As Farringdon provides a wide range of services it may from time to time have interests that conflict with its clients’ interests or with the duties that it owes to its clients.
As a holder of a capital markets services licence in Singapore, Farringdon should, in a manner commensurate with the nature, scale and complexity of its business, ensure effective controls to mitigate potential conflicts of interest that may arise from its operations.
An actual, potential, or perceived conflict of interest can arise where any of Farringdon’s employees are subject to influences which might adversely affect decision-making or outcomes while conducting business. A conflict of interest can also be due to the competition of legitimate influences such as acting for multiple customers or clients, or the presence of harmful ones such as personal gain.
Conflicts of interest generally fit into one of various categories:
- Conflicts of interests between Farringdon (including its managers and employees or any person directly or indirectly linked to them by control) and a client of the firm;
- Conflicts of interests between one client and another client; that arise or may arise in the course of the Farringdon providing services to both clients;
- Conflicts of interest arising out of the relationship between Farringdon and the various institutions it engages in the course of providing services to its clients
- Conflicts of Interest between Farringdon and its employees
- Conflicts of interest arising out of the relationship between Farringdon and its affiliates or related companies
Assessment of Conflicts
Conflicts of Interest between Farringdon and its clients
The assessment criteria here would be whether the company or its employees:
- Is likely to make a financial gain (or avoid a loss) at the expense of the client
- Has an interest in the outcome or service provided to the client that is contrary to the client’s interest in the outcome
- Carries on the same business as the client
- Receives an inducement from a person other than the client in relation to the service offered to the client other than a reasonable commission or fee for that service.
Conflicts of Interests between clients
These arise due to potential different interests between clients and may lead to a situation where there is an incentive to favour one client over the other.
While the risk is low given the nature of each bespoke managed portfolios that the firm takes care of, this will continue to be reviewed each time new clients (especially larger institutional type mandates) are onboarded to ensure there is no conflicts with other existing clients.
Client’s interests internally within the firm will continue to be well represented through their advisers or relationship managers and the firm will ensure equal access to all suitable investment opportunities across clients.
Conflicts of interest arising out of the relationship between Farringdon and the various institutions it engages in the course of providing services to its clients
Each of the following relationships will be reviewed during each year’s risk assessments for any potential conflicts of interest that may arise.
- Introducers Agreements and Referral Partners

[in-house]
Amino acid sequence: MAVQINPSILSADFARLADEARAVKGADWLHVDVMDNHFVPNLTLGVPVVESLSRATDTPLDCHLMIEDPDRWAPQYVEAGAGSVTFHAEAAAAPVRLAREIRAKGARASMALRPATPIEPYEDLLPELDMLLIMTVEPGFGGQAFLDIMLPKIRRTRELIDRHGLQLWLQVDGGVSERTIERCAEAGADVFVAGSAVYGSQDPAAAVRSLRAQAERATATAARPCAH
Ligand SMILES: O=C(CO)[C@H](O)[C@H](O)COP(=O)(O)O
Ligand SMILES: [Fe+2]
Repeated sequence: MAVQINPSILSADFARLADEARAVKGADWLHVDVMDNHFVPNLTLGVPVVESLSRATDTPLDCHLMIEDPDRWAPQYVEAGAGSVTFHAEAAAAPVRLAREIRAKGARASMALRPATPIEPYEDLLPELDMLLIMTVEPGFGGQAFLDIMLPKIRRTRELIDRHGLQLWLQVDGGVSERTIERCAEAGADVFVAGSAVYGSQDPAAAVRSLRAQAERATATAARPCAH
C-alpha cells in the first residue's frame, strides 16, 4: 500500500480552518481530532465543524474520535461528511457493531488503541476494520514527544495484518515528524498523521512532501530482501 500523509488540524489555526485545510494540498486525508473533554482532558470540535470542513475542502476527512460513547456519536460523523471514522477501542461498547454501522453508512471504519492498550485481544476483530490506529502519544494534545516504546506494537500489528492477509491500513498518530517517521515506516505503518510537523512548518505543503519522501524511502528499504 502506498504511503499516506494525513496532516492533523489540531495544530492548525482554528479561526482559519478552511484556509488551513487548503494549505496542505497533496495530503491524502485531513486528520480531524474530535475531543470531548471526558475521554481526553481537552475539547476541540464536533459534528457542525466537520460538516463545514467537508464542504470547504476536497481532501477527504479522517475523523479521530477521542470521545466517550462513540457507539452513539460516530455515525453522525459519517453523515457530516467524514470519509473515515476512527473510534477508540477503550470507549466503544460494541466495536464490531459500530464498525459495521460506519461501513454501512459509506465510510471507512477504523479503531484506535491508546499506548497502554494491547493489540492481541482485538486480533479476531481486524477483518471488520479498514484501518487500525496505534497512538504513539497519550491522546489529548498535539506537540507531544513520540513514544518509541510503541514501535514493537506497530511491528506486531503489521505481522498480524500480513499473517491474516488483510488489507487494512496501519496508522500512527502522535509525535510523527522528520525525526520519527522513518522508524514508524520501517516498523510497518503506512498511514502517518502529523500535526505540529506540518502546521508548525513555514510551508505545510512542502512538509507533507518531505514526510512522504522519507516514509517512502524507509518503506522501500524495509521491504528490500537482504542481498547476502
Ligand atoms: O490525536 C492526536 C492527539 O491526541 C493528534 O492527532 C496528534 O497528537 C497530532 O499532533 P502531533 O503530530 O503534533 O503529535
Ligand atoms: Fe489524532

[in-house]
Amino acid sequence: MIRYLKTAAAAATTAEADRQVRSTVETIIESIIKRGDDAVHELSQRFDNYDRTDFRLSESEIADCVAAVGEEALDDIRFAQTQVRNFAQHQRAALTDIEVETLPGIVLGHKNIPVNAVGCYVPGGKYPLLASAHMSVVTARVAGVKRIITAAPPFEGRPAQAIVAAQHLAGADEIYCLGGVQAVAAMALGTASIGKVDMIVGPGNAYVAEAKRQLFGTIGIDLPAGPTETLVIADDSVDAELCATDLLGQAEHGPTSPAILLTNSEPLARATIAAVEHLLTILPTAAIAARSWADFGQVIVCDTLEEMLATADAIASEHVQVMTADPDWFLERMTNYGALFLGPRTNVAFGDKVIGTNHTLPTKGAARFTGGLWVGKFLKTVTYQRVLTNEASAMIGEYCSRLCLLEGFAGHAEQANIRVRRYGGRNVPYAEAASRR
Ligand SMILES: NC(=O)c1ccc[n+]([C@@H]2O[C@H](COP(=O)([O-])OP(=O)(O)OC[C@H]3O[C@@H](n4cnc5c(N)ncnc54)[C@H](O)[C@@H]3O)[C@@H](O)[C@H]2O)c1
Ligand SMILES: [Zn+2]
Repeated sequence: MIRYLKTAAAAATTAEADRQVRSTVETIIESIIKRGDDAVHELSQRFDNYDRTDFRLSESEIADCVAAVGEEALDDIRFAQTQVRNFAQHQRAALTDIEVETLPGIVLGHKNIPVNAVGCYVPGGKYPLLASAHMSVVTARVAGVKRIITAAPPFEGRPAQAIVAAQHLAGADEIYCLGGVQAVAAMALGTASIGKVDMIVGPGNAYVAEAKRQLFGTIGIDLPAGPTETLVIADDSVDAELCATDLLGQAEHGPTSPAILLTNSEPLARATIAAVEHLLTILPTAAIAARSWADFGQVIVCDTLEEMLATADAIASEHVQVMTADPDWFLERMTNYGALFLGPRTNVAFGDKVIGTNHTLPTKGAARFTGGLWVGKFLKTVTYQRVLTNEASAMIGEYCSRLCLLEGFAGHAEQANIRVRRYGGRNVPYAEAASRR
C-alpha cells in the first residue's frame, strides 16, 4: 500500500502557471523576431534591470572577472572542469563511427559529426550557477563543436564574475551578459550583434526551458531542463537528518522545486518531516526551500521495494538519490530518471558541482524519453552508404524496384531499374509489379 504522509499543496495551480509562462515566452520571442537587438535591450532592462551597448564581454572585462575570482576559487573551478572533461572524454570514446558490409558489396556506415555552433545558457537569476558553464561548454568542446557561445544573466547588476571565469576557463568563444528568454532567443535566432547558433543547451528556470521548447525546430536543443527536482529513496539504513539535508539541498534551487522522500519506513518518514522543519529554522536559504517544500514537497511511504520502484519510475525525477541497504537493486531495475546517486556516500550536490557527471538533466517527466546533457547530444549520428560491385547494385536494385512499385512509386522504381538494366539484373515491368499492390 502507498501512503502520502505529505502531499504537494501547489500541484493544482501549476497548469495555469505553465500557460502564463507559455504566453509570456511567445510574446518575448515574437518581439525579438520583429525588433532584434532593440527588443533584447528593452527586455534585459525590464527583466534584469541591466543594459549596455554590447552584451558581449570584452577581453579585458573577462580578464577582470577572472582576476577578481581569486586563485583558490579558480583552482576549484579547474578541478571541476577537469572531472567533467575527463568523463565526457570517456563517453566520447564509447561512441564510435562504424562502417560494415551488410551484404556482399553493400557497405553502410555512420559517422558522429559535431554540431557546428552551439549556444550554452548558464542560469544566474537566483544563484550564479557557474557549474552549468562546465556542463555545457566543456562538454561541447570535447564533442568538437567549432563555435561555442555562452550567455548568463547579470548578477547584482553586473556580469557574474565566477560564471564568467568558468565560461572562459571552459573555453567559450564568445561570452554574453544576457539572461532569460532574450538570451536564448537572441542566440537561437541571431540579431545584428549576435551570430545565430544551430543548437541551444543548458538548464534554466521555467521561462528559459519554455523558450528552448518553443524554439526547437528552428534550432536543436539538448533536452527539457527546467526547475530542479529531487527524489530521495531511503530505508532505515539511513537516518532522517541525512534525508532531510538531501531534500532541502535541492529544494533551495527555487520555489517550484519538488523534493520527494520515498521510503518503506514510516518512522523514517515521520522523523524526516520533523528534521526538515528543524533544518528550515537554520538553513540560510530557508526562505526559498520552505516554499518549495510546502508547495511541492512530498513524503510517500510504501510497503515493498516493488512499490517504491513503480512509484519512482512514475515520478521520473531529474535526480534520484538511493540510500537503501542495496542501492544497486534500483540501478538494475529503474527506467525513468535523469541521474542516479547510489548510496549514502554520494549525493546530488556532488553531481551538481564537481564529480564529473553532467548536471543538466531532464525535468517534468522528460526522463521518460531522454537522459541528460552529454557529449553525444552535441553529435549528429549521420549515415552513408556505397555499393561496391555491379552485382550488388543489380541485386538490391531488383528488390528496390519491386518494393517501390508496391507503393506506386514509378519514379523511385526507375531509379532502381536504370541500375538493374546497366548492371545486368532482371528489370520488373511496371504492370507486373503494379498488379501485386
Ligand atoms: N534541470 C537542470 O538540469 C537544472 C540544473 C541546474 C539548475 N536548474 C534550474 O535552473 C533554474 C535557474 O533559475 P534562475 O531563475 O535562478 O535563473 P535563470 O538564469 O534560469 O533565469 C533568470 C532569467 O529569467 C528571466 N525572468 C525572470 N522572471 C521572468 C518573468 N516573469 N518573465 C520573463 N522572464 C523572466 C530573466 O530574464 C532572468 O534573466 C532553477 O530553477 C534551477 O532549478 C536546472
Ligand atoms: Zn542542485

- Fund Managers where distribution agreements are in place
- All custodial relationships
- Outsourced service providers
- Overseas subsidiaries, related companies or affiliates
Conflicts between Farringdon and its employees
It is important to realise that Conflicts of Interest may be generated by employee’s interests outside of the company. Conflicts between Farringdon and its employees may arise due to:
- staff may have interests in relevant external third party or ownership of interests in other companies
- staff have interests in investments in equities or other such affectable instruments.
- working for other Farringdon companies, or any other additional third-party employment or directorships
- memberships in political bodies or associations or involvement in other public affairs
As part of reviewing the above, special focus will be on instances where staff have a direct or indirect interest in the transactions or dealings that the company enters or stand to benefit from the same.
In all instances the instances listed, staff will be responsible for reporting such Conflicts of interests and identification of such relationships will be part of ongoing training.
Conflicts of interest arising out of the relationship between Farringdon and its affiliates or related companies
Conflicts of Interest may arise because of being part of a group of related companies. Where shared resources or outsourced services between group companies may have any conflicts with respective clients’ interests.
On an ongoing basis continued review of the appropriate scope of interaction between the various offices is done. For example, core client management activities such as onboarding, client advise, dealing all remain at respective company levels while some company level resources such as research and IT resources can be shared.
All reporting will be made to the Risk Officer who will be responsible for the assessment of any categorised risk using the following risk-based matrix.
A register will be maintained by the risk officer including all assessments carried out as well as a list of ongoing assessment to be carried out.
Where conflicts of interest are deemed to potentially arise the Risk Officer will ascertain if sufficient disclosures are in place to reasonably inform clients of the factors arising from the relationship between the parties.
Instances where insufficient existing disclosures are in place the Risk Officer may refer the matter to the Ethics Committee to make a bespoke disclosure to the client regarding the conflict of interest to proceed.
Training of identification and mitigation of Conflicts of Interest will be part of representatives annual training.